Peter and Brenda Juric had a beautiful property on their hands – a Paris-inspired home on Vancouver's West Side, with ebonized hardwood floors, dove-grey walls and black accents – and as developers they came to us with one request: Help us sell it.
The urgency was understandable; it was the autumn of 2009, and Vancouver real estate had gone cold. Even desirable properties could be months on the market without an offer.
The home was scheduled to begin showing in two weeks. I loved the design my co-workers had put together for the interior, but to give the home its best chance of a prompt sale, we needed to hit the one unfinished portion – the entryway – clear out of the park.
The Jurics were clear about the requirements: The entryway needed durable finishes, ample storage and, above all, make a memorable first impression.
It was a challenging space. A narrow hallway, four feet deep and 10 feet long, it made a right turn as you walked in the door. If we weren't careful, the corridor would end up feeling claustrophobic and taking a beating from the future homeowners' exits, their arms laden with bags, buggies and children.
Our big space-capturing idea was a win, then a loss, then a win again.
During construction, we'd noticed a large void under the stairs near the entryway, concealed by a wall. We asked the contractor to frame in a 24 inch by 30 inch opening to allow access. It was exactly what we were looking for: space galore. Weren't we clever?
We thought so, until we realized that we'd put an access panel of criminal ugliness in plain view of the front door. Fortunately, our fix for the panel – wainscoting – helped us solve a number of other problems with the entryway. Sometimes, hiding a defect from the world can inadvertently cause you to do something beautiful.
We clad the lower 32 inches of the entryway in elegant white wainscoting. We put it over the access door, too, concealing a touch-release latch. Open, the door reveals the storage space; closed, it disappears completely.
The other wainscoting win was its durability – another of the clients' requirements. Made of medium density fibreboard (MDF), wainscoting takes a beating much better than delicate drywall, which chips and scratches.
The flooring also needed to stand up to abuse. For this reason, the dark-stained oak that we'd selected for the main floor was no good – it gouges easily, shows dirt and will warp if left wet. Instead, we laid down warm-grey porcelain tiles. They're nearly bombproof – scratch resistant, almost impossible to chip and with a matte finish, they provide traction when wet.
Good space planning and pleasant finishes were a good start, but we knew that they wouldn't give us the first impression we were looking for. For that, we turned to the decorating.
Here, the challenge was formidable: We needed art that gave us big impact on a narrow wall, but we had almost no budget with which to buy it.
Our initial brainstorm turned up a couple of predictably mediocre ideas – inexpensive paintings or art prints (too generic) and designer wallpaper (too predictable).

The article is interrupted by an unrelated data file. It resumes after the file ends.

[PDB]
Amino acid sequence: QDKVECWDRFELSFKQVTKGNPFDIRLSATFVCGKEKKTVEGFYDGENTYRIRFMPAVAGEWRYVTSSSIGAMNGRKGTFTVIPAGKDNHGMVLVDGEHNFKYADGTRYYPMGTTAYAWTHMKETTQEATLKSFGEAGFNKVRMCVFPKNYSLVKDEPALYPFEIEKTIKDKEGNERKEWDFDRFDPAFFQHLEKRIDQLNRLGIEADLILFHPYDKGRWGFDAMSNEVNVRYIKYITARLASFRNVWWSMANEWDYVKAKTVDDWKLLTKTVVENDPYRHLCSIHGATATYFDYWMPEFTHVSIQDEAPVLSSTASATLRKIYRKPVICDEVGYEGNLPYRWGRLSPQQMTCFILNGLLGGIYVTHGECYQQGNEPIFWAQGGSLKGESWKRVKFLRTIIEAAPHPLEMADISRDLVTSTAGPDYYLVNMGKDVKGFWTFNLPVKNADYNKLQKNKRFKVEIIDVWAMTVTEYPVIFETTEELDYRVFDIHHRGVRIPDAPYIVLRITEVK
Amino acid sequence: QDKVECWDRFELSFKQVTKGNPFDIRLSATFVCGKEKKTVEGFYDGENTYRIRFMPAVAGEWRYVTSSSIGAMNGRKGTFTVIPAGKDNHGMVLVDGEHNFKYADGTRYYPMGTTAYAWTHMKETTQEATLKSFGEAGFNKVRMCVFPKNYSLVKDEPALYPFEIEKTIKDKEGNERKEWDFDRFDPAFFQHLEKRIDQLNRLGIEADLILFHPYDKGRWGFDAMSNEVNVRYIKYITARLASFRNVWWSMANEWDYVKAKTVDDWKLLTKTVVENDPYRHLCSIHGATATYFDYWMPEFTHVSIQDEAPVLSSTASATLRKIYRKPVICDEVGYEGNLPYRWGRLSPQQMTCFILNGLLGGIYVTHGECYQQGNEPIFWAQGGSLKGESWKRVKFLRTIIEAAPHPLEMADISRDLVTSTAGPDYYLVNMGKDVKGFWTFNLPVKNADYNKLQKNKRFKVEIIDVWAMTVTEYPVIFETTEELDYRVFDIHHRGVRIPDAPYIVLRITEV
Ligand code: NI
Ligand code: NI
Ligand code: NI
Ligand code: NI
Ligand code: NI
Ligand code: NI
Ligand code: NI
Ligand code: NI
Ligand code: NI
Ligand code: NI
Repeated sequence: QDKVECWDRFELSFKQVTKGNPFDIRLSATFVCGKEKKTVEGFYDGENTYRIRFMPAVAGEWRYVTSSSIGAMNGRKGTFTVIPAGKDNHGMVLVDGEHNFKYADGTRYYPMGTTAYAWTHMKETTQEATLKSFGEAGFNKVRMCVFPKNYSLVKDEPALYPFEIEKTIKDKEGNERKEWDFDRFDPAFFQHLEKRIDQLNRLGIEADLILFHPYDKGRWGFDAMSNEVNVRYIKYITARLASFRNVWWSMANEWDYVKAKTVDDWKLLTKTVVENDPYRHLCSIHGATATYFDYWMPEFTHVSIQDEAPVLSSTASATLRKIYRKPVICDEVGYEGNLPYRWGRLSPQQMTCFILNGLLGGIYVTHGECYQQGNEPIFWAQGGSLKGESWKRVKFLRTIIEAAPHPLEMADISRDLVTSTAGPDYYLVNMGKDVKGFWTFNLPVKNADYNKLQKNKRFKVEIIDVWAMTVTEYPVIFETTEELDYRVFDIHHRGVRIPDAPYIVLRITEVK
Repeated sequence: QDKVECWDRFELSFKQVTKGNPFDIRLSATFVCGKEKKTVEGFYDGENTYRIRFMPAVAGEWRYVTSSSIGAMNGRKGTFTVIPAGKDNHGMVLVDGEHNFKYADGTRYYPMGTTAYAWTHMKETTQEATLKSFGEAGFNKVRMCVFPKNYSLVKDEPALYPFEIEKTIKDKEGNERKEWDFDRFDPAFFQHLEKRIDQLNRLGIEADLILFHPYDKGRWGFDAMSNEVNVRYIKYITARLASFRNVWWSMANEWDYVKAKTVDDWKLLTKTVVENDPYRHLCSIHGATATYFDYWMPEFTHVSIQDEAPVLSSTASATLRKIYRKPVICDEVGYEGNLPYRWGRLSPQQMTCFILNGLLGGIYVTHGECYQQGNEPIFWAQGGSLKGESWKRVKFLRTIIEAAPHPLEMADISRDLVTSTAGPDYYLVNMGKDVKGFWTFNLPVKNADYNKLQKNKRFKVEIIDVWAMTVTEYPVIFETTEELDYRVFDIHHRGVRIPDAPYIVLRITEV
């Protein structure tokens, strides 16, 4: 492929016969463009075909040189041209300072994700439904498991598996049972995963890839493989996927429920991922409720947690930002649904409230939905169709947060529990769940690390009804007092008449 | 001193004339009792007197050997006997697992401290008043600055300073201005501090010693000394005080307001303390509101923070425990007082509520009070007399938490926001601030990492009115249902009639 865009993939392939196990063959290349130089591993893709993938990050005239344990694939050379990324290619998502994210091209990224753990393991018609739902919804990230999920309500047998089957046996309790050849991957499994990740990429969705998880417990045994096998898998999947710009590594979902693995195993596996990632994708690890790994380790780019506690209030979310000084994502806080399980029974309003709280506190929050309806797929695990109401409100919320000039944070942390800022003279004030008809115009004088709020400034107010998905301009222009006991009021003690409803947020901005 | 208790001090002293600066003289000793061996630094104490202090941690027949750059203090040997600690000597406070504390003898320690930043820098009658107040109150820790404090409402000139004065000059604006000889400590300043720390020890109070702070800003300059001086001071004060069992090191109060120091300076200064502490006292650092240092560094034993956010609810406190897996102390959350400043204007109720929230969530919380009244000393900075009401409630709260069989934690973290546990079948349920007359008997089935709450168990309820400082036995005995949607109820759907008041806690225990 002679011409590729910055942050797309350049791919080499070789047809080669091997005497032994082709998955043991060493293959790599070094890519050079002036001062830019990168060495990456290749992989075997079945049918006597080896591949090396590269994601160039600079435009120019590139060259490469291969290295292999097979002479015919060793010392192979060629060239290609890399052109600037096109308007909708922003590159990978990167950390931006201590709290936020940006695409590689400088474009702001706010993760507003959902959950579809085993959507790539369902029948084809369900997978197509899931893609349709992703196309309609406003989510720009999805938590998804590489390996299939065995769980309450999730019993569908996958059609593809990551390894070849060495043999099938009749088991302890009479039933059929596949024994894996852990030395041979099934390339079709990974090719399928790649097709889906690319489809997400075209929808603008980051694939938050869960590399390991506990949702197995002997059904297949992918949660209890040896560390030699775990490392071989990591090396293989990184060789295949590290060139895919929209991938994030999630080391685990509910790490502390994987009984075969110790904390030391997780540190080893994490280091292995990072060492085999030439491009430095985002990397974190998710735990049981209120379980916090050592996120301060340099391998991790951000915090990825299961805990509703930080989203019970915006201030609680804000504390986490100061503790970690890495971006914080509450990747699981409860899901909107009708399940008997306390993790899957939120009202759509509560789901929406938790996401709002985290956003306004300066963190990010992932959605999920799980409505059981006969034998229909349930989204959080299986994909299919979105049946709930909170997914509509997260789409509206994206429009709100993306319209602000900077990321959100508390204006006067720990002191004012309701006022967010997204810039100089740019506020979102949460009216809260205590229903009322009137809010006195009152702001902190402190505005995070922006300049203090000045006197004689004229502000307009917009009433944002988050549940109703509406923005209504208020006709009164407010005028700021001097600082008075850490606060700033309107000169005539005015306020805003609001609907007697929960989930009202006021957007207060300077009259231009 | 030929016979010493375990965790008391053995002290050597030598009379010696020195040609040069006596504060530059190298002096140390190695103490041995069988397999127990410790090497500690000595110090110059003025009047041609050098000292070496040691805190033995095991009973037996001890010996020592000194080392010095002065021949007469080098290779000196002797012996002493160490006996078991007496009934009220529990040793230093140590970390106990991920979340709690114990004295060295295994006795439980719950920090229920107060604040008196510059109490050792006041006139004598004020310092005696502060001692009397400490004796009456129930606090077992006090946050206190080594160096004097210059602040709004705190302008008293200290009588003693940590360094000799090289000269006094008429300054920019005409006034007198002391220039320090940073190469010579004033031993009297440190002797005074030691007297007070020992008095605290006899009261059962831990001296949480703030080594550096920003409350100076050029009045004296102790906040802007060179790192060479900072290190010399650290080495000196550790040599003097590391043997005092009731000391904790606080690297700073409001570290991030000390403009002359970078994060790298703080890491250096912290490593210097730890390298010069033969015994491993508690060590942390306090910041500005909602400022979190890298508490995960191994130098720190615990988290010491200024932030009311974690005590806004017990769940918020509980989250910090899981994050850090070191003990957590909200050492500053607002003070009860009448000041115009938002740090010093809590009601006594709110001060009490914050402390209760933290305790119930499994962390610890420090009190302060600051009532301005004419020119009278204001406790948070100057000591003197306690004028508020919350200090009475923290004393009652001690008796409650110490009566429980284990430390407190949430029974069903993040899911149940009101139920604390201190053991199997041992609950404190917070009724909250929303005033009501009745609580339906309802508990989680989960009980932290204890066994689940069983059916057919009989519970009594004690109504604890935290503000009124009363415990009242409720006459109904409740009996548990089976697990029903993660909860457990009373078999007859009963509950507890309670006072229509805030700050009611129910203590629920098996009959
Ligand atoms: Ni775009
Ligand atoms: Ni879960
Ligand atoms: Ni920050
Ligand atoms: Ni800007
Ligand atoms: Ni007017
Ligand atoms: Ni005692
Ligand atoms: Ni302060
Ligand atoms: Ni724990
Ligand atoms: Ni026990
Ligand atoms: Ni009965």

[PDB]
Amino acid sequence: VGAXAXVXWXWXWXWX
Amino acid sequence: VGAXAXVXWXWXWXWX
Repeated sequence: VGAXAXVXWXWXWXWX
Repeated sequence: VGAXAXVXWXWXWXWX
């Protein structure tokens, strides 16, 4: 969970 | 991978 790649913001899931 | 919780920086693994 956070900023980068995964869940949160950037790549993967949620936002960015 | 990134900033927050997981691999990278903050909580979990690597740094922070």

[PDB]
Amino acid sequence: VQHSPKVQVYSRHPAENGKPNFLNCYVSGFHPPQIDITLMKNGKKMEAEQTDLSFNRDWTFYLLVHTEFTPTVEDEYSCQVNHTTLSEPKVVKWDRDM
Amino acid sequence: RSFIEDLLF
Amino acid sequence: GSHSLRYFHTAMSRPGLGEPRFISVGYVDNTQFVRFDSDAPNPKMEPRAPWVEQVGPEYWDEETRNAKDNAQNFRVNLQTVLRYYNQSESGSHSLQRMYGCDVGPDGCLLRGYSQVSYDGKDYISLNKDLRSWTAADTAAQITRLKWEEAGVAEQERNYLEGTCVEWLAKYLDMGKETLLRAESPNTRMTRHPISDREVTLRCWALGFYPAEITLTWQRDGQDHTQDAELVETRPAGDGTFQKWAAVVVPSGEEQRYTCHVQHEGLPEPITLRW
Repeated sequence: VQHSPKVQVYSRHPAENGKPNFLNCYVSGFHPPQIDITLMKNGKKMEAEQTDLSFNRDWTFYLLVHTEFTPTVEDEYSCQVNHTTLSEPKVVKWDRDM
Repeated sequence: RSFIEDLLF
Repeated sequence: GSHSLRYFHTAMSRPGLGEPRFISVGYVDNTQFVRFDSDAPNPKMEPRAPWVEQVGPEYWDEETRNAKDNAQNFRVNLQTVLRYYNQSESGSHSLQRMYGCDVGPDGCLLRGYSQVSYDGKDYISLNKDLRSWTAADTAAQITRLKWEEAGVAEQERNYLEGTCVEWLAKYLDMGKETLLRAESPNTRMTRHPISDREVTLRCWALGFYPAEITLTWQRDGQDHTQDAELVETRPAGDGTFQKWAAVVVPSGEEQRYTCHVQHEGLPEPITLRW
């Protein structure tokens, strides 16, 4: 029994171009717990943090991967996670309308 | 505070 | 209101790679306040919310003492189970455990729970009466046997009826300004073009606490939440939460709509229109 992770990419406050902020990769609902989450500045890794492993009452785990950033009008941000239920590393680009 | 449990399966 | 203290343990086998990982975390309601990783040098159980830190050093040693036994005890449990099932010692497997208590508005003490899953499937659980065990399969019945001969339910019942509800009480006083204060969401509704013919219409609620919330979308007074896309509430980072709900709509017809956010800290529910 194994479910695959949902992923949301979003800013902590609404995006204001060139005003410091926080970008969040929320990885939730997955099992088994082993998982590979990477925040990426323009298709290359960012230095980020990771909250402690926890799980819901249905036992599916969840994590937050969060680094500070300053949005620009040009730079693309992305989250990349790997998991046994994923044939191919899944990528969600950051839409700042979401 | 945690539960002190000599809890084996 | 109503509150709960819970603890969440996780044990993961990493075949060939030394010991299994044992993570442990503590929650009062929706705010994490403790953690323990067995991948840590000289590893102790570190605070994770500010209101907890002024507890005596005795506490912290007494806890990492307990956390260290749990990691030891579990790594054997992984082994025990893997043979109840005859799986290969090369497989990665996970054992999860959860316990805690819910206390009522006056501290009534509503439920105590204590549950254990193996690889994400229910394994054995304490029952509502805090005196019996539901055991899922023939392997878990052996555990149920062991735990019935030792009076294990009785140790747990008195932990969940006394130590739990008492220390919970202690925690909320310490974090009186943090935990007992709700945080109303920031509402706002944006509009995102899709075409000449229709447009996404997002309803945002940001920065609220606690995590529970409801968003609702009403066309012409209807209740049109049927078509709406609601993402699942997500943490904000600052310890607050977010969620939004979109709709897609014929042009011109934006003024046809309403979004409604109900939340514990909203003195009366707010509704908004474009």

We needed "crafty" ideas for a DIY project that could make a splash.
My first thought was to illustrate a Parisian streetscape above the wainscoting, along the entire run of the wall. But we couldn't get a projector back far enough from the wall to cast a full image (to trace) without distorting it terribly.
Next, we considered quartering and framing a map in a grid. A large-enough map was nearly impossible to find, however, and we couldn't afford the other option – having a graphic designer design, print and frame one. Next!
We started to rattle off mundane or forgotten objects we could make collections of and frame: mittens, glasses, pocket watches. The list went on. Realistically, it had to be something flat: The shadow boxes required for bigger objects would be at least 3 inches deep and crowd the hallway.
We arrived at the winner: doilies. Cringe if you like, but I've got a tender affection for lost women's work and this seemed like a great opportunity to breathe new life into something old and sentimental.
The team spent an entire day running to thrift stores and antique shops, collecting samples of tatting and crochet. When they returned to the office they had three things: a stack of beautiful white doilies, boxes of old art in salvageable frames, and a whack of black framing mattes.
For the next three evenings, Nicole starched and hand-stitched each doily to a matte, cut to fit a particular frame, while Lindsay and Lisa sprayed all the frames black and had new glass cut for them.
In the end, we hung more than 25 framed doilies at the front entrance. It was a $250 solution, if you don't count the evening hours spent sewing and painting.
The team took the personal touch one step further. At the end of the hall we hung a white abstract painting lent by Lindsay Guenter, our junior designer – her husband had painted it for their anniversary.
In the end I think we hit two of our targets – spaciousness and durability – for the Juric's entryway. And what about the third – a memorable first impression? The reports came back positive. The people who went though the house loved the doilies, and the home opened to rave reviews. Most important, it has happy new homeowners living in it now.
Special to The Globe and Mail.